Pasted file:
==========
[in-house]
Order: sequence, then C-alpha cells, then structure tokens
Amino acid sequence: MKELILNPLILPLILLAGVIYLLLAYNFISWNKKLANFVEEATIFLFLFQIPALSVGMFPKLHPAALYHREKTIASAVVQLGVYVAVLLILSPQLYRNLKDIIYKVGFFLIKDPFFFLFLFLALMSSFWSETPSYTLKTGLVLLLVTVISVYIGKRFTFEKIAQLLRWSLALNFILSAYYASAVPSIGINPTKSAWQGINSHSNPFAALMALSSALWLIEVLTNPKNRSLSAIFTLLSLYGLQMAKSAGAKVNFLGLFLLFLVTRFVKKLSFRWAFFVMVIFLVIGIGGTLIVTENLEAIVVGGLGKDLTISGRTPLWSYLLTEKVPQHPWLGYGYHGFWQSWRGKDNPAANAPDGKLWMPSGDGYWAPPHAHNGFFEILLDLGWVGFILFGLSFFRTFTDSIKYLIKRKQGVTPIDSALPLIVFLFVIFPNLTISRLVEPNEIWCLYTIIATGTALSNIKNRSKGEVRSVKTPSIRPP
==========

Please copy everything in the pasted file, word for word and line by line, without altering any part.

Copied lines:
[in-house]
Order: sequence, then C-alpha cells, then structure tokens
Amino acid sequence: MKELILNPLILPLILLAGVIYLLLAYNFISWNKKLANFVEEATIFLFLFQIPALSVGMFPKLHPAALYHREKTIASAVVQLGVYVAVLLILSPQLYRNLKDIIYKVGFFLIKDPFFFLFLFLALMSSFWSETPSYTLKTGLVLLLVTVISVYIGKRFTFEKIAQLLRWSLALNFILSAYYASAVPSIGINPTKSAWQGINSHSNPFAALMALSSALWLIEVLTNPKNRSLSAIFTLLSLYGLQMAKSAGAKVNFLGLFLLFLVTRFVKKLSFRWAFFVMVIFLVIGIGGTLIVTENLEAIVVGGLGKDLTISGRTPLWSYLLTEKVPQHPWLGYGYHGFWQSWRGKDNPAANAPDGKLWMPSGDGYWAPPHAHNGFFEILLDLGWVGFILFGLSFFRTFTDSIKYLIKRKQGVTPIDSALPLIVFLFVIFPNLTISRLVEPNEIWCLYTIIATGTALSNIKNRSKGEVRSVKTPSIRPP